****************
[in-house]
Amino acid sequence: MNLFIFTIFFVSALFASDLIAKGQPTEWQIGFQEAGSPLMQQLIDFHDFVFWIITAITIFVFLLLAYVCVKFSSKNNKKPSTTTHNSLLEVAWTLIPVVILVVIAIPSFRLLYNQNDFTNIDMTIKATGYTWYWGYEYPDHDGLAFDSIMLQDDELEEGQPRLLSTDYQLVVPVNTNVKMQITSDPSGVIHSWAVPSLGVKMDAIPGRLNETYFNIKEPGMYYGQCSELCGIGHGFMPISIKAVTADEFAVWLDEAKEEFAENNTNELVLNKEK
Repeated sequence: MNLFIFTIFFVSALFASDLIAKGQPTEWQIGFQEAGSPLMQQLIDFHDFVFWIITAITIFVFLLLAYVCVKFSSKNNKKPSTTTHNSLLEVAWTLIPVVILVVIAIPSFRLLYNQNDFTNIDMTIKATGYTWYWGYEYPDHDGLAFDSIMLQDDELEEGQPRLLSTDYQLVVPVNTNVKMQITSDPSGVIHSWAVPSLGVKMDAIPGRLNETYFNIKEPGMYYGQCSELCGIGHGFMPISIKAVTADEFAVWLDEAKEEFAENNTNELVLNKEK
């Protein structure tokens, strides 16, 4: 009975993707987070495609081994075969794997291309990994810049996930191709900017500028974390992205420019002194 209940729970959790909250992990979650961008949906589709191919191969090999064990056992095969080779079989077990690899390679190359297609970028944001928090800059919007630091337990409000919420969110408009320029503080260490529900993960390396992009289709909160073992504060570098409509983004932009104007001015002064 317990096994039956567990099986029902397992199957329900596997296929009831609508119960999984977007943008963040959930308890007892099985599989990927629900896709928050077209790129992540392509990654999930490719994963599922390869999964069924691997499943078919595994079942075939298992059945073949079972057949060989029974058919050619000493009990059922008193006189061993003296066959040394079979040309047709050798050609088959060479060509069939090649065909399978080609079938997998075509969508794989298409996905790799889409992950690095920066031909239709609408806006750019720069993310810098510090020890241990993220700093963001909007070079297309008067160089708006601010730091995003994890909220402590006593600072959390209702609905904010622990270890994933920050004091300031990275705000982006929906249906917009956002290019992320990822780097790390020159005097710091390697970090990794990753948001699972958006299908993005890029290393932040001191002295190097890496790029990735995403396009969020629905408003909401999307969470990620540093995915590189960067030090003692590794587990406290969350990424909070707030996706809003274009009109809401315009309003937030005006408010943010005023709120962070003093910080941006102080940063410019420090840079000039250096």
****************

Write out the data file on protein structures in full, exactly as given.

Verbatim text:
[in-house]
Amino acid sequence: MNLFIFTIFFVSALFASDLIAKGQPTEWQIGFQEAGSPLMQQLIDFHDFVFWIITAITIFVFLLLAYVCVKFSSKNNKKPSTTTHNSLLEVAWTLIPVVILVVIAIPSFRLLYNQNDFTNIDMTIKATGYTWYWGYEYPDHDGLAFDSIMLQDDELEEGQPRLLSTDYQLVVPVNTNVKMQITSDPSGVIHSWAVPSLGVKMDAIPGRLNETYFNIKEPGMYYGQCSELCGIGHGFMPISIKAVTADEFAVWLDEAKEEFAENNTNELVLNKEK
Repeated sequence: MNLFIFTIFFVSALFASDLIAKGQPTEWQIGFQEAGSPLMQQLIDFHDFVFWIITAITIFVFLLLAYVCVKFSSKNNKKPSTTTHNSLLEVAWTLIPVVILVVIAIPSFRLLYNQNDFTNIDMTIKATGYTWYWGYEYPDHDGLAFDSIMLQDDELEEGQPRLLSTDYQLVVPVNTNVKMQITSDPSGVIHSWAVPSLGVKMDAIPGRLNETYFNIKEPGMYYGQCSELCGIGHGFMPISIKAVTADEFAVWLDEAKEEFAENNTNELVLNKEK
């Protein structure tokens, strides 16, 4: 009975993707987070495609081994075969794997291309990994810049996930191709900017500028974390992205420019002194 209940729970959790909250992990979650961008949906589709191919191969090999064990056992095969080779079989077990690899390679190359297609970028944001928090800059919007630091337990409000919420969110408009320029503080260490529900993960390396992009289709909160073992504060570098409509983004932009104007001015002064 317990096994039956567990099986029902397992199957329900596997296929009831609508119960999984977007943008963040959930308890007892099985599989990927629900896709928050077209790129992540392509990654999930490719994963599922390869999964069924691997499943078919595994079942075939298992059945073949079972057949060989029974058919050619000493009990059922008193006189061993003296066959040394079979040309047709050798050609088959060479060509069939090649065909399978080609079938997998075509969508794989298409996905790799889409992950690095920066031909239709609408806006750019720069993310810098510090020890241990993220700093963001909007070079297309008067160089708006601010730091995003994890909220402590006593600072959390209702609905904010622990270890994933920050004091300031990275705000982006929906249906917009956002290019992320990822780097790390020159005097710091390697970090990794990753948001699972958006299908993005890029290393932040001191002295190097890496790029990735995403396009969020629905408003909401999307969470990620540093995915590189960067030090003692590794587990406290969350990424909070707030996706809003274009009109809401315009309003937030005006408010943010005023709120962070003093910080941006102080940063410019420090840079000039250096």